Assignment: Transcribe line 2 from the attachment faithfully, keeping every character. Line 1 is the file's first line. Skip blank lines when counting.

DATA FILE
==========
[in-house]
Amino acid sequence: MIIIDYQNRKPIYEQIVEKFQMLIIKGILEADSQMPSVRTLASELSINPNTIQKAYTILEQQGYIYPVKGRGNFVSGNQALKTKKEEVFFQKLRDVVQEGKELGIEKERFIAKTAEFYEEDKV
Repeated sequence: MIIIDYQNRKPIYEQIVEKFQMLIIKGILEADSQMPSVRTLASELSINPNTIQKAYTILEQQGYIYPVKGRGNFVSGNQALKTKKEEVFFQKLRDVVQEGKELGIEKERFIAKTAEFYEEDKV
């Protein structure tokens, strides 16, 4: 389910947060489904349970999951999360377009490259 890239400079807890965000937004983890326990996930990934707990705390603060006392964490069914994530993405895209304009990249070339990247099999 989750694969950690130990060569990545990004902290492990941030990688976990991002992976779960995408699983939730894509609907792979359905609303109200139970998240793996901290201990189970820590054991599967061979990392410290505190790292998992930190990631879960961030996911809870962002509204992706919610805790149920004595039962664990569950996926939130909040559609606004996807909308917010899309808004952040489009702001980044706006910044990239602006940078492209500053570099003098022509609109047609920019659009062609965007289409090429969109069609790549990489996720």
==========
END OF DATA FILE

Amino acid sequence: MIIIDYQNRKPIYEQIVEKFQMLIIKGILEADSQMPSVRTLASELSINPNTIQKAYTILEQQGYIYPVKGRGNFVSGNQALKTKKEEVFFQKLRDVVQEGKELGIEKERFIAKTAEFYEEDKV